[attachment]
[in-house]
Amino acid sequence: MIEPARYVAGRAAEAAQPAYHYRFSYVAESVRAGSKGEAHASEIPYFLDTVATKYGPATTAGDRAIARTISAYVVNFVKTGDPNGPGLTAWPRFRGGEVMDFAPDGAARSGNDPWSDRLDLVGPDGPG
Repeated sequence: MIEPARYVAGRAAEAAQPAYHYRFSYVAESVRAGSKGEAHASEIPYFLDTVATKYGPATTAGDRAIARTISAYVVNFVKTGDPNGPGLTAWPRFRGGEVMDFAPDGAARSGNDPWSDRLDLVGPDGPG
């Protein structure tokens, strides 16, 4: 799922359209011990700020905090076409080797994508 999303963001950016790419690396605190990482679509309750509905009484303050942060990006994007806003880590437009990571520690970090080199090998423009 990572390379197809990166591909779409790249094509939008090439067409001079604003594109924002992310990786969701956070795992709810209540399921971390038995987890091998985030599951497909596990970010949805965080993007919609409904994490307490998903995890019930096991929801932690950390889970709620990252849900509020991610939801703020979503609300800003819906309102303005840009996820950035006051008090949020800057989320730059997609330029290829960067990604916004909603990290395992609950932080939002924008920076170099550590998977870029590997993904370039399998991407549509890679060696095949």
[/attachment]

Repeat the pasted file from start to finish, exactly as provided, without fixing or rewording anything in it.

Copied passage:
[in-house]
Amino acid sequence: MIEPARYVAGRAAEAAQPAYHYRFSYVAESVRAGSKGEAHASEIPYFLDTVATKYGPATTAGDRAIARTISAYVVNFVKTGDPNGPGLTAWPRFRGGEVMDFAPDGAARSGNDPWSDRLDLVGPDGPG
Repeated sequence: MIEPARYVAGRAAEAAQPAYHYRFSYVAESVRAGSKGEAHASEIPYFLDTVATKYGPATTAGDRAIARTISAYVVNFVKTGDPNGPGLTAWPRFRGGEVMDFAPDGAARSGNDPWSDRLDLVGPDGPG
């Protein structure tokens, strides 16, 4: 799922359209011990700020905090076409080797994508 999303963001950016790419690396605190990482679509309750509905009484303050942060990006994007806003880590437009990571520690970090080199090998423009 990572390379197809990166591909779409790249094509939008090439067409001079604003594109924002992310990786969701956070795992709810209540399921971390038995987890091998985030599951497909596990970010949805965080993007919609409904994490307490998903995890019930096991929801932690950390889970709620990252849900509020991610939801703020979503609300800003819906309102303005840009996820950035006051008090949020800057989320730059997609330029290829960067990604916004909603990290395992609950932080939002924008920076170099550590998977870029590997993904370039399998991407549509890679060696095949």